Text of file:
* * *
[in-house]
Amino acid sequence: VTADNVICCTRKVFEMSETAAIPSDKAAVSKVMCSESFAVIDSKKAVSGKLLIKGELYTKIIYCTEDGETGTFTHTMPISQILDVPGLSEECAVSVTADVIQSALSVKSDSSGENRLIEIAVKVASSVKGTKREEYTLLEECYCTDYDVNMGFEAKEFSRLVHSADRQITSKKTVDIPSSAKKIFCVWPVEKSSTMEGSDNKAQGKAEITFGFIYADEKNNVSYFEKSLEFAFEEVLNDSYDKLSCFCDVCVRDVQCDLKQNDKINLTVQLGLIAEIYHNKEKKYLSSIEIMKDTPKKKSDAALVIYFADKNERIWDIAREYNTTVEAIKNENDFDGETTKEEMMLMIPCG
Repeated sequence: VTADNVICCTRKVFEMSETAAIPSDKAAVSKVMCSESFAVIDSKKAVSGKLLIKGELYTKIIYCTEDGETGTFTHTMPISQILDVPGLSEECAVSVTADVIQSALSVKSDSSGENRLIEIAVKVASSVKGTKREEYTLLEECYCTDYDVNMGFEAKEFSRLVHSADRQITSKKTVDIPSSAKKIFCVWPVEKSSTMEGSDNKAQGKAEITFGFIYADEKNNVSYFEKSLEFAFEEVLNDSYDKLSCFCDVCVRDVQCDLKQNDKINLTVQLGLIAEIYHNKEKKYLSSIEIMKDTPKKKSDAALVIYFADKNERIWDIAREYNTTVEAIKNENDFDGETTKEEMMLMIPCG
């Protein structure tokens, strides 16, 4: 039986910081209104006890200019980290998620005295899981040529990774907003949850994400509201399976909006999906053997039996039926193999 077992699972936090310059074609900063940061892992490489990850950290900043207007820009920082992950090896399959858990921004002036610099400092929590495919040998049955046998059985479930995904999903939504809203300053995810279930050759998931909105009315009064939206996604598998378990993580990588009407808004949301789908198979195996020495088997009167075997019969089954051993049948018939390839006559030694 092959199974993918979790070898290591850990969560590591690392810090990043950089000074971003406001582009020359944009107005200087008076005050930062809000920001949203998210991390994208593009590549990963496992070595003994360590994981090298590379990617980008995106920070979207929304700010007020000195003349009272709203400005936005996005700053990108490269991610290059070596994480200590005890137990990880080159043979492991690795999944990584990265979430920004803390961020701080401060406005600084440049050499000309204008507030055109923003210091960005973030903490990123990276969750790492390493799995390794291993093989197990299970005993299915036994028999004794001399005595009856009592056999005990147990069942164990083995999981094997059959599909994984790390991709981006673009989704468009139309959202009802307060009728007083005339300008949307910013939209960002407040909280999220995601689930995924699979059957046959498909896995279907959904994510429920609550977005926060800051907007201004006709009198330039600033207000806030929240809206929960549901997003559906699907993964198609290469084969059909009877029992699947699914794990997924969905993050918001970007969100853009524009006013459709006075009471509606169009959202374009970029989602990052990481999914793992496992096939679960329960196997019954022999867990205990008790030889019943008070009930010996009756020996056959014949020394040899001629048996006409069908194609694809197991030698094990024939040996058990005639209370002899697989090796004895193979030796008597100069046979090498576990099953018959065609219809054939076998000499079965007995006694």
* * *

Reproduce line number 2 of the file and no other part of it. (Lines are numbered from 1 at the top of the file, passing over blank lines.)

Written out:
Amino acid sequence: VTADNVICCTRKVFEMSETAAIPSDKAAVSKVMCSESFAVIDSKKAVSGKLLIKGELYTKIIYCTEDGETGTFTHTMPISQILDVPGLSEECAVSVTADVIQSALSVKSDSSGENRLIEIAVKVASSVKGTKREEYTLLEECYCTDYDVNMGFEAKEFSRLVHSADRQITSKKTVDIPSSAKKIFCVWPVEKSSTMEGSDNKAQGKAEITFGFIYADEKNNVSYFEKSLEFAFEEVLNDSYDKLSCFCDVCVRDVQCDLKQNDKINLTVQLGLIAEIYHNKEKKYLSSIEIMKDTPKKKSDAALVIYFADKNERIWDIAREYNTTVEAIKNENDFDGETTKEEMMLMIPCG